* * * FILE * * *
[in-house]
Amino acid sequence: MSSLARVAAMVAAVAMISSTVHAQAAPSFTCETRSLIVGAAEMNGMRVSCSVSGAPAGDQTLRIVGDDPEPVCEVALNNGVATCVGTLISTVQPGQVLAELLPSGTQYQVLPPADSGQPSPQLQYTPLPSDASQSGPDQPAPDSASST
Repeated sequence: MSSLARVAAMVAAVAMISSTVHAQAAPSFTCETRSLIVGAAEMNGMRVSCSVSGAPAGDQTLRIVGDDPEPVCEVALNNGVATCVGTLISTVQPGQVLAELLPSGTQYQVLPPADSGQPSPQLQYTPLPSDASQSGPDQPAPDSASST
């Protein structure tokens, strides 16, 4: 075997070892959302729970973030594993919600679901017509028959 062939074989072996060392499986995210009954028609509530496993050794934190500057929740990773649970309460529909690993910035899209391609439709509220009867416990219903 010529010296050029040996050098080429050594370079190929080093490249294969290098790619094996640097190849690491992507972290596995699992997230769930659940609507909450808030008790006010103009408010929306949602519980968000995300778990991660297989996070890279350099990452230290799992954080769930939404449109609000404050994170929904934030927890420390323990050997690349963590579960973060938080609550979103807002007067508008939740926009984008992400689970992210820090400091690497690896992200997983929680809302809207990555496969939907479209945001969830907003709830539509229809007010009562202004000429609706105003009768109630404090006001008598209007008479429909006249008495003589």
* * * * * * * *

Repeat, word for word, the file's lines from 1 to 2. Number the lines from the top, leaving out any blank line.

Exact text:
[in-house]
Amino acid sequence: MSSLARVAAMVAAVAMISSTVHAQAAPSFTCETRSLIVGAAEMNGMRVSCSVSGAPAGDQTLRIVGDDPEPVCEVALNNGVATCVGTLISTVQPGQVLAELLPSGTQYQVLPPADSGQPSPQLQYTPLPSDASQSGPDQPAPDSASST